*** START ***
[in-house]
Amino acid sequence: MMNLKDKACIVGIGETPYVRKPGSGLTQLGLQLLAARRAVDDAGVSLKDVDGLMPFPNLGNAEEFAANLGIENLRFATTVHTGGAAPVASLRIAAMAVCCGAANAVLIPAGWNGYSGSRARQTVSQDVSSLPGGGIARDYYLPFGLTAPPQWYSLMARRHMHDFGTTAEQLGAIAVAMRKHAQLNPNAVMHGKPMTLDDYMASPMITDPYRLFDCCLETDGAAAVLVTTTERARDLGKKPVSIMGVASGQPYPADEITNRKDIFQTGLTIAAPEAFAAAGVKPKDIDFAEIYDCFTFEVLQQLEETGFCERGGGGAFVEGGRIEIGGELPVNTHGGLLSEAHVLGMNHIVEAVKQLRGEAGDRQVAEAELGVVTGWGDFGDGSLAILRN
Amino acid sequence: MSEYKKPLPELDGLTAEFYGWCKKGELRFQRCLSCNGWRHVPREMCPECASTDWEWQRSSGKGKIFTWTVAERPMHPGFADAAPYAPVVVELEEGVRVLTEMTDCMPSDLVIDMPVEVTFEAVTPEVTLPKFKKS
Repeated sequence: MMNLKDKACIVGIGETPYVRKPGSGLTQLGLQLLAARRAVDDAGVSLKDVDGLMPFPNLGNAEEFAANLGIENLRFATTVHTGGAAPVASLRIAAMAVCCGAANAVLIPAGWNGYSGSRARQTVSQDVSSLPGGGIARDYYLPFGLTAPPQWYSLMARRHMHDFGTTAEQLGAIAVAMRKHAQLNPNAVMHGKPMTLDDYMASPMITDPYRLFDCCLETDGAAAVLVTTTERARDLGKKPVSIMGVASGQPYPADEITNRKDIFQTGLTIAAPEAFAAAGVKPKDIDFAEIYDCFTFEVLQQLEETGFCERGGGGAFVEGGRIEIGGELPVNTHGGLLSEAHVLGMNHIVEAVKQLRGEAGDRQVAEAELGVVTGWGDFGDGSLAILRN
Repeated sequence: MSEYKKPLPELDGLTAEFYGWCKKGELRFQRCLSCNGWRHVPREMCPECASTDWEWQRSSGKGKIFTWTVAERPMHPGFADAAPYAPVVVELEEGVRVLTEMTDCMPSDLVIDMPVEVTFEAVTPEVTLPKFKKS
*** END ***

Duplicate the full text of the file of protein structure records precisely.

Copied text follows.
[in-house]
Amino acid sequence: MMNLKDKACIVGIGETPYVRKPGSGLTQLGLQLLAARRAVDDAGVSLKDVDGLMPFPNLGNAEEFAANLGIENLRFATTVHTGGAAPVASLRIAAMAVCCGAANAVLIPAGWNGYSGSRARQTVSQDVSSLPGGGIARDYYLPFGLTAPPQWYSLMARRHMHDFGTTAEQLGAIAVAMRKHAQLNPNAVMHGKPMTLDDYMASPMITDPYRLFDCCLETDGAAAVLVTTTERARDLGKKPVSIMGVASGQPYPADEITNRKDIFQTGLTIAAPEAFAAAGVKPKDIDFAEIYDCFTFEVLQQLEETGFCERGGGGAFVEGGRIEIGGELPVNTHGGLLSEAHVLGMNHIVEAVKQLRGEAGDRQVAEAELGVVTGWGDFGDGSLAILRN
Amino acid sequence: MSEYKKPLPELDGLTAEFYGWCKKGELRFQRCLSCNGWRHVPREMCPECASTDWEWQRSSGKGKIFTWTVAERPMHPGFADAAPYAPVVVELEEGVRVLTEMTDCMPSDLVIDMPVEVTFEAVTPEVTLPKFKKS
Repeated sequence: MMNLKDKACIVGIGETPYVRKPGSGLTQLGLQLLAARRAVDDAGVSLKDVDGLMPFPNLGNAEEFAANLGIENLRFATTVHTGGAAPVASLRIAAMAVCCGAANAVLIPAGWNGYSGSRARQTVSQDVSSLPGGGIARDYYLPFGLTAPPQWYSLMARRHMHDFGTTAEQLGAIAVAMRKHAQLNPNAVMHGKPMTLDDYMASPMITDPYRLFDCCLETDGAAAVLVTTTERARDLGKKPVSIMGVASGQPYPADEITNRKDIFQTGLTIAAPEAFAAAGVKPKDIDFAEIYDCFTFEVLQQLEETGFCERGGGGAFVEGGRIEIGGELPVNTHGGLLSEAHVLGMNHIVEAVKQLRGEAGDRQVAEAELGVVTGWGDFGDGSLAILRN
Repeated sequence: MSEYKKPLPELDGLTAEFYGWCKKGELRFQRCLSCNGWRHVPREMCPECASTDWEWQRSSGKGKIFTWTVAERPMHPGFADAAPYAPVVVELEEGVRVLTEMTDCMPSDLVIDMPVEVTFEAVTPEVTLPKFKKS